President Trump on Thursday defended his call to arm some teachers as a way to stop a “savage sicko” from causing mass casualties, while also calling for gun control measures — including raising the age for purchasing firearms to 21.
In a flurry of tweets, the president hit back at media coverage of his comments about arming teachers the day before. He suggested his remarks were mischaracterized, but made clear he supports allowing some trained teachers to carry concealed weapons.
“I never said ‘give teachers guns’ like was stated on Fake News @CNN & @NBC. What I said was to look at the possibility of giving ‘concealed guns to gun adept teachers with military or special training experience- only the best,” Trump tweeted.
“20% of teachers, a lot, would now be able to immediately fire back if a savage sicko came to a school with bad intentions. Highly trained teachers would also serve as a deterrent to the cowards that do this. Far more assets at much less cost than guards,” Trump added. “A ‘gun free’ school is a magnet for bad people. ATTACKS WOULD END!”
The president’s tweets followed a listening session at the White House Wednesday afternoon with students, parents and teachers affected by the Parkland, Fla., high school shooting last week which left 17 dead. He also invited parents affected by the Sandy Hook and Columbine massacres.
During the almost two-hour session, Trump left the floor open for suggestions to prevent school shootings. One parent floated the idea of concealed-carry for teachers—an idea the president discussed at length with support, noting the administration would look “very strongly” at the option. His Thursday morning tweets seemed to double down on his earlier comments, even as he criticized media coverage.
At the same time, Trump made clear Thursday that he will urge several new gun law restrictions — including raising the age for purchasing firearms, something sources said he was considering.
“I will be strongly pushing Comprehensive Background Checks with an emphasis on Mental Health,” Trump tweeted Thursday. “Raise age to 21 and end sale of Bump Stocks! Congress is in a mood to finally do something on this issue—I hope!”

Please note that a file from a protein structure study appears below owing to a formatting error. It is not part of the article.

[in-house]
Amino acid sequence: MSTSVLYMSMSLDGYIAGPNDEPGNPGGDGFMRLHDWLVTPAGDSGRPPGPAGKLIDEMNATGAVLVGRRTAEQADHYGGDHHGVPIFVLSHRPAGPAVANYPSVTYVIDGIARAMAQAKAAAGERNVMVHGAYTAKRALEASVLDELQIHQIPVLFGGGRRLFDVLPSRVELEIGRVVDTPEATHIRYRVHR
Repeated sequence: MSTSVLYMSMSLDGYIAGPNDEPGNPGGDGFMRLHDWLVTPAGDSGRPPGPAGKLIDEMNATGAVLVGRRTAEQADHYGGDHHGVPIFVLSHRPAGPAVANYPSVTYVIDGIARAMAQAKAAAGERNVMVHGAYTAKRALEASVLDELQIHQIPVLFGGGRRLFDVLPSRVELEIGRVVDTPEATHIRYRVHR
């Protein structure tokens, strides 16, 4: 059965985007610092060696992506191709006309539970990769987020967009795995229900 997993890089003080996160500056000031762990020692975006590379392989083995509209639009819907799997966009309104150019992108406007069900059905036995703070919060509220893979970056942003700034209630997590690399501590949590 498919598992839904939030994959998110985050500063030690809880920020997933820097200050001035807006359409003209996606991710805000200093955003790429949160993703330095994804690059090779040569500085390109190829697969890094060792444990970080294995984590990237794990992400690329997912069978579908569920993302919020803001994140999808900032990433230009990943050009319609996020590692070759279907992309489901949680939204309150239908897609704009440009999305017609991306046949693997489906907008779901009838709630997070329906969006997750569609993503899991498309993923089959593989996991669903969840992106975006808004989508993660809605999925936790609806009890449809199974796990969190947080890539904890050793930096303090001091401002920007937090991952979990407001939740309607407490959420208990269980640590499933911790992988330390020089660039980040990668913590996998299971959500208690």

But Trump especially sought to clarify and defend his comments about guns in schools.
Trump said Wednesday that “a gun-free zone to a maniac, they’re all cowards, is ‘let’s go in and attack because bullets aren’t coming at us.”
On Thursday, he tweeted: “History shows that a school shooting lasts, on average 3 minutes. It takes police & first responders approximately 5 to 8 minutes to get to site of crime,” Trump tweeted Thursday. “Highly trained, gun adept, teachers/ coaches would solve the problem instantly, before police arrive. GREAT DETERRENT!”
Minutes later, Trump added: “If a potential ‘sicko shooter’ knows that a school has a large number of very weapons talented teachers (and others) who will be instantly shooting, the sicko will NEVER attack that school. Cowards won’t go there…problem solved. Must be offensive, defense alone won’t work.”
Earlier this week, the president directed Attorney General Jeff Sessions to create new regulations to ban firearm modifiers, including the “bump stock” used in the Las Vegas massacre in October 2017.
Under current federal law, licensed firearm dealers cannot sell handguns to people under 21 and cannot sell long guns to people under 18, according to the Giffords Law Center, which tracks gun laws and advocates for more restrictions. Some states already impose laws with tighter minimum age requirements.
The National Rifle Association, which endorsed Trump in the 2016 presidential election, quickly rejected any talk of raising the age for buying long guns to 21.
“Legislative proposals that prevent law-abiding adults aged 18-20 years old from acquiring rifles and shotguns effectively prohibits them for purchasing any firearm, thus depriving them of their constitutional right to self-protection,” The NRA said in a statement.
It is unclear at this point, however, whether Trump will push for a change in federal law or encourage a change at the state level.